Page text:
that I didn’t learn how to ride a moped. Thought ‘how hard can it be’ but when I tried in Florence I really had balance problems and was so reluctant to rent one after that. Did limit my explorations at times in Southeast Asia. Also can add that I didn't learn how to swim
that I wasn’t in better shape. I fully realized I wasn’t the fittest but I had been working out with a personal trainer for some time so thought I would at least be okay. But somewhere towards the last half of year 2, especially in the heat and humidity of Southeast Asia, and I think as I got wearier, my lack of conditioning really played a role
I still don’t know if I would put sticking with my backpack as a mistake or regret. At times it was definitely easier but was hot to be walking with it for too long.
Can’t say I really regret anywhere I went or didn’t go. I certainly enjoyed some places more than others and wished I had spent longer in some places, or gone there at all. But I wouldn’t classify that as regret. Even though 2 years seem like a long time, realistically I knew I couldn’t go everywhere and some countries would have to be left off, and as it turned out two continents! I also knew that not everywhere would live up to expectations or end up appealing to me. But that’s just the way it goes... no regrets.
I think it's important to differentiate between a regret and something you may have done differently in hindsight. For example, when I was planning my flight back to Canada I had an opportunity to take a direct flight to Toronto about a week earlier. But my passport was still in with Vietnam immigration for a visa renewal and I did not have enough confidence that I would get it back in time. As it turned out I did, so could have made that flight and made my journey back a bit easier but that's hindsight vs. regret.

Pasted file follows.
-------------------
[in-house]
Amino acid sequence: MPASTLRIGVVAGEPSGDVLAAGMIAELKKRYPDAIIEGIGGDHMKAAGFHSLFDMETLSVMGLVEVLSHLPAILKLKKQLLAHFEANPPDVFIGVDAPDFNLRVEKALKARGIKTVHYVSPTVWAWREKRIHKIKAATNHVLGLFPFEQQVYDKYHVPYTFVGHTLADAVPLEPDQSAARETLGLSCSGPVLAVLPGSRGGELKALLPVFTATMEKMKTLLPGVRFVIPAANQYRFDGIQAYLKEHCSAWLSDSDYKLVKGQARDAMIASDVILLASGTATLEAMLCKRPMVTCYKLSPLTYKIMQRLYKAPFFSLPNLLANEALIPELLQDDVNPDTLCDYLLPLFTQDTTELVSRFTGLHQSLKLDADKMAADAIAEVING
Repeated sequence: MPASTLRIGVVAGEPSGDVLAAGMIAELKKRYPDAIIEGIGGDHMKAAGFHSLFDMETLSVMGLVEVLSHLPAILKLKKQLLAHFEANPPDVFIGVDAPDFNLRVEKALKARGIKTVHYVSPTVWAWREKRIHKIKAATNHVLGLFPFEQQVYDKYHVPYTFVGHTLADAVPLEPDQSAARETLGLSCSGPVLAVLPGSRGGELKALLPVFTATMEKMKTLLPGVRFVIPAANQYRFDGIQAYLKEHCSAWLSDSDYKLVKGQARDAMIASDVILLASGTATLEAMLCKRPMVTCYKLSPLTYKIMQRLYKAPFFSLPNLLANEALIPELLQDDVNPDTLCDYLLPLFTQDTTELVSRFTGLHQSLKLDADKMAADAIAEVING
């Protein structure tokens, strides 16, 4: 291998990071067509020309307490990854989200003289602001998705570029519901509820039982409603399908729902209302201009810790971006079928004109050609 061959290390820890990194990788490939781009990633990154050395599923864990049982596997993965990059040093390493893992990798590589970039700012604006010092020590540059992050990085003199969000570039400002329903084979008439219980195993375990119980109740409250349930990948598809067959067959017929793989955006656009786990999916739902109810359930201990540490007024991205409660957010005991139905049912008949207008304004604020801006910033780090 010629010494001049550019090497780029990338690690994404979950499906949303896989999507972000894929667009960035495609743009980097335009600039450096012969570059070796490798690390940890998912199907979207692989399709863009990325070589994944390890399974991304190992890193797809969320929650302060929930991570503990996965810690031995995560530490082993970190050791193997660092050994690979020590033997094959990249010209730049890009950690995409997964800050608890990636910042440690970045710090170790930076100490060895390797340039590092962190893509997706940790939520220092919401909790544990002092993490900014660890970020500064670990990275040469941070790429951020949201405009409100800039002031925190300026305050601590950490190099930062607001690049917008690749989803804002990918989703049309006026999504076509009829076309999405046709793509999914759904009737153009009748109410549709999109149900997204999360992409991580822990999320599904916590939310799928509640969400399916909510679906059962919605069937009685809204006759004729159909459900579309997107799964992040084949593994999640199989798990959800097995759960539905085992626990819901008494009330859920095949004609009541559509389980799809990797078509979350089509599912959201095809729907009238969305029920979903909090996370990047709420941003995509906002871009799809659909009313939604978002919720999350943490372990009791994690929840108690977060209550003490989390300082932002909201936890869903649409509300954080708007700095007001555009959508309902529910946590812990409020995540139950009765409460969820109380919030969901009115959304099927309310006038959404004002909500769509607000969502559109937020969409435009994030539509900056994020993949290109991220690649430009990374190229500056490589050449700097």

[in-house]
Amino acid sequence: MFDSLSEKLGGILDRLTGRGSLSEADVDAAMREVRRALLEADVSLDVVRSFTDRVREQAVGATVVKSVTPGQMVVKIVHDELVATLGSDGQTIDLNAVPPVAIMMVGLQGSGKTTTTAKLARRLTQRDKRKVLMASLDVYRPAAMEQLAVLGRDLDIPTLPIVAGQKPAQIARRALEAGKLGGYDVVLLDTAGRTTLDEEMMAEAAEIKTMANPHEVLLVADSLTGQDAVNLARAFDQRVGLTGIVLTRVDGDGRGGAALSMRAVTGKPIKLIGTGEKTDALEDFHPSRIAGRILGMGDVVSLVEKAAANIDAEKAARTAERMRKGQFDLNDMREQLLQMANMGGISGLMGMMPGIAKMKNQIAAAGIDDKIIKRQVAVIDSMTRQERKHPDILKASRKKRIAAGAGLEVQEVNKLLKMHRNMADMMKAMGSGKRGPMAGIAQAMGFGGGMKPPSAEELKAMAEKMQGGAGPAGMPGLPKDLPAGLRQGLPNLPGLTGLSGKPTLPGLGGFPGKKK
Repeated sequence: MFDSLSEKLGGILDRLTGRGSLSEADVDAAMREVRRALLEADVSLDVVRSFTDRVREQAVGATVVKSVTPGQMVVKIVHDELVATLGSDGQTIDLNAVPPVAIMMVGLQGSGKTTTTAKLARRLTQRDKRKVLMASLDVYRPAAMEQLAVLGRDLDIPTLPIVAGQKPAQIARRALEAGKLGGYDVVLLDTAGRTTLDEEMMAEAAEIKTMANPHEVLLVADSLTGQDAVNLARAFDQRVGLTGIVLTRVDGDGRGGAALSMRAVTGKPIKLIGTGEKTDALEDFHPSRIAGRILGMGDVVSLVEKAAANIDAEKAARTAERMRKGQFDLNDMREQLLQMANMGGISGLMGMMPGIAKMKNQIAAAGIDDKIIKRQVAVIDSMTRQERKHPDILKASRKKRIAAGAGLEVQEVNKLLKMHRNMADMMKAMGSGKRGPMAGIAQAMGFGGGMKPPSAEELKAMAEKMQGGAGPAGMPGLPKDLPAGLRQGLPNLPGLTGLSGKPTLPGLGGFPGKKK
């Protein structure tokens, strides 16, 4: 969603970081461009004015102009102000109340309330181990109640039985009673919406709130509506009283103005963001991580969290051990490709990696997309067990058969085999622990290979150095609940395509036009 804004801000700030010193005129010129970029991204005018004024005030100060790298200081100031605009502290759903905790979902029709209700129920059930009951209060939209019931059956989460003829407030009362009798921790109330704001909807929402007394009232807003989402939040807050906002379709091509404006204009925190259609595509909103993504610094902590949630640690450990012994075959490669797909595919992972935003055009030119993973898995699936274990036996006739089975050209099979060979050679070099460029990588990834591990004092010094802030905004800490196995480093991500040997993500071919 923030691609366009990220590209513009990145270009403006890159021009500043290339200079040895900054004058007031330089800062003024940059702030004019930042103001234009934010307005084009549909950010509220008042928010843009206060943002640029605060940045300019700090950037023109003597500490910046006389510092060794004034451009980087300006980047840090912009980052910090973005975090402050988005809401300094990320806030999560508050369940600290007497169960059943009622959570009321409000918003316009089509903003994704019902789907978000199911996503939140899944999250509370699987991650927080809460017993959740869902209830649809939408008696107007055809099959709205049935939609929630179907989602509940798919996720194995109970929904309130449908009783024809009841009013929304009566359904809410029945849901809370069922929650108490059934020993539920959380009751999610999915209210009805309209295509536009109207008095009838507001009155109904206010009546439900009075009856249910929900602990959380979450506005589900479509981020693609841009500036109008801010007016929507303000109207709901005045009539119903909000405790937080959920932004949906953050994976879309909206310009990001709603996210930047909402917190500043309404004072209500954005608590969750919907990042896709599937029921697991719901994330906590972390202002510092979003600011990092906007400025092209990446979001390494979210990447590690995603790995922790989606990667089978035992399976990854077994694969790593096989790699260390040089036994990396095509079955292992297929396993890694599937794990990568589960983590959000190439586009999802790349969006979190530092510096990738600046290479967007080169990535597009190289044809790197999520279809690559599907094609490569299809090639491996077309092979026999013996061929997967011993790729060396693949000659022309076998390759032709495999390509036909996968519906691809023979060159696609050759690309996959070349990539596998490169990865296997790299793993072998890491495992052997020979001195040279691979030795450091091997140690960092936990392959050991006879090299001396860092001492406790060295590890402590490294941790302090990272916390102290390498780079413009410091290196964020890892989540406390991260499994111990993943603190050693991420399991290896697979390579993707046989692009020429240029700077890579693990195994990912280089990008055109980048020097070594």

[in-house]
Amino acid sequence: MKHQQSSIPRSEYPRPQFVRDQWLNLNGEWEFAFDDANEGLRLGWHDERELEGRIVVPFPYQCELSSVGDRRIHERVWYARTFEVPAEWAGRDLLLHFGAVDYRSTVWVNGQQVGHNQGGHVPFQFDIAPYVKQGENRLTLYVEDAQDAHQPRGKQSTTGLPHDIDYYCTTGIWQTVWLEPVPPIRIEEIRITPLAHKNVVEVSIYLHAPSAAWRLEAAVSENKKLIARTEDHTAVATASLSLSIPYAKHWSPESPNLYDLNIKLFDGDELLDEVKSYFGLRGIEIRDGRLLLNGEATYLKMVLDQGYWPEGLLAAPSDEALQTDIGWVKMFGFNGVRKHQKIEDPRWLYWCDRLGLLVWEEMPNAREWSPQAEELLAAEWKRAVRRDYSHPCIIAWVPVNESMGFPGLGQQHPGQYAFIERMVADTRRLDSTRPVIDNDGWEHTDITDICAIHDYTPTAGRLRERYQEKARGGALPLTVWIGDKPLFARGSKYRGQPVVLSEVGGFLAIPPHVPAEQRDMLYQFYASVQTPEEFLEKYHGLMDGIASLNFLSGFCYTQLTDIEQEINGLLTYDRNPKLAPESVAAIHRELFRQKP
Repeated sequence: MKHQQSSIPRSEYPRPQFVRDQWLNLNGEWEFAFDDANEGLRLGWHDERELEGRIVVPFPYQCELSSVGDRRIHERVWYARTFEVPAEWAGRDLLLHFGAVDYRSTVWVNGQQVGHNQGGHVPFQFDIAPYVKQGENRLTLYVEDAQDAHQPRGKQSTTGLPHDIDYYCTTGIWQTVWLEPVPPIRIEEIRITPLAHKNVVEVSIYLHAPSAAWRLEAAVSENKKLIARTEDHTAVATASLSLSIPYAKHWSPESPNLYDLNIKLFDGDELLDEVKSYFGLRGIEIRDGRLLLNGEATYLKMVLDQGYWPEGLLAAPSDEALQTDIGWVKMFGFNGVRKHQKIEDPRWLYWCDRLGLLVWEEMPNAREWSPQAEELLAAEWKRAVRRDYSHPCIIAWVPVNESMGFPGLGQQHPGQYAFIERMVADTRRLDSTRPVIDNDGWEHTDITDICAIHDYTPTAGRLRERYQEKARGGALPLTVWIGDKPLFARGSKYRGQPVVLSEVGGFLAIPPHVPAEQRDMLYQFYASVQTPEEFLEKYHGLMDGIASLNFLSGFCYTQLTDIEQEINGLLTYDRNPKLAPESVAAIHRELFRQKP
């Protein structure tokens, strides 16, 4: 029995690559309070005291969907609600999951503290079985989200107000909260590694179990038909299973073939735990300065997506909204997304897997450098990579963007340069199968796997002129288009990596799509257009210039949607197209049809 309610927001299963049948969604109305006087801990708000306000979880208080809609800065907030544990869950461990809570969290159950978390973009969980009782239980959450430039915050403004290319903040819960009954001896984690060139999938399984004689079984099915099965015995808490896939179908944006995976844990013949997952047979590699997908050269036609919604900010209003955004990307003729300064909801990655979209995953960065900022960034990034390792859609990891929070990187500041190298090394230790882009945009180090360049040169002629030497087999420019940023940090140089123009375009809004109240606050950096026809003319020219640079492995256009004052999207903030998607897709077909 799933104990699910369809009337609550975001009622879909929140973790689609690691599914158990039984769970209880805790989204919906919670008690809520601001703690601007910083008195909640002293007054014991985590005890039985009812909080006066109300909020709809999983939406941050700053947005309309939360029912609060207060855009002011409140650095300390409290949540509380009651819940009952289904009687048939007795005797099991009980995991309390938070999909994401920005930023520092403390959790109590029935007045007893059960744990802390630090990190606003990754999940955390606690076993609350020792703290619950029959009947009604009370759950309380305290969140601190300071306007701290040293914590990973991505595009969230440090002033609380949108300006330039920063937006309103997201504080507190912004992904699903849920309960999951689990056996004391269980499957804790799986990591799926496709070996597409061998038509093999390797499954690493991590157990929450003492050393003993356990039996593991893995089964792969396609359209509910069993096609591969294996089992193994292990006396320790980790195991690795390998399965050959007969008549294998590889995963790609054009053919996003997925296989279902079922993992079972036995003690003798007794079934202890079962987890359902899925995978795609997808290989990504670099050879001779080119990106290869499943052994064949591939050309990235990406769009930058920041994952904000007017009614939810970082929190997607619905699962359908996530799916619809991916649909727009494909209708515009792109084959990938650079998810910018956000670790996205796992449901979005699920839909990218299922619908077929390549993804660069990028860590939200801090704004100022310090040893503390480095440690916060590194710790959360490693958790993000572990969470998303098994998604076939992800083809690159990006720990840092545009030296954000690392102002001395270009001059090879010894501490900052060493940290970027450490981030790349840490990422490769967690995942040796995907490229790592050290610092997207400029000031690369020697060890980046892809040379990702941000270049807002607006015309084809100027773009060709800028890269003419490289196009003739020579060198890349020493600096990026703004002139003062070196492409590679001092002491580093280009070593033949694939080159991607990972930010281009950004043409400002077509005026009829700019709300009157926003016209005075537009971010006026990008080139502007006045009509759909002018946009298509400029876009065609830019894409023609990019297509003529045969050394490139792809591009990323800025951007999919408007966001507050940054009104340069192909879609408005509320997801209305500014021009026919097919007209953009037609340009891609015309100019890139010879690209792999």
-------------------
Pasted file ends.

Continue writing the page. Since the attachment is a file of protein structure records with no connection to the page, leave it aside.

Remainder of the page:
Two years is a long time to be constantly on the move. At least it was for me. Honestly, I don’t know how people live a truly nomadic life, constantly moving from one place to the next, not really having a deep connection to anywhere and in some cases, anyone. On the one hand, I had a great life - lots of new adventures and new experiences - but on the other hand, I didn't really have a life - no stability, no roots, no routine, no deep connection to anywhere or anyone (other than online). While I don’t regret my two-year journey, it was exhausting at times - mentally and physically. It shook up my life so much - just how much or in what ways I probably don't even know yet! Would I do it again? Probably not for such a long stretch. Would probably do more than 6 months on the road and then maybe settle somewhere for longer periods vs. moving around every 5-10 days as I did. I had always thought I'd do that at some point on this journey - other than sheltering in place and trying to ride out a pandemic! - but I just kept moving.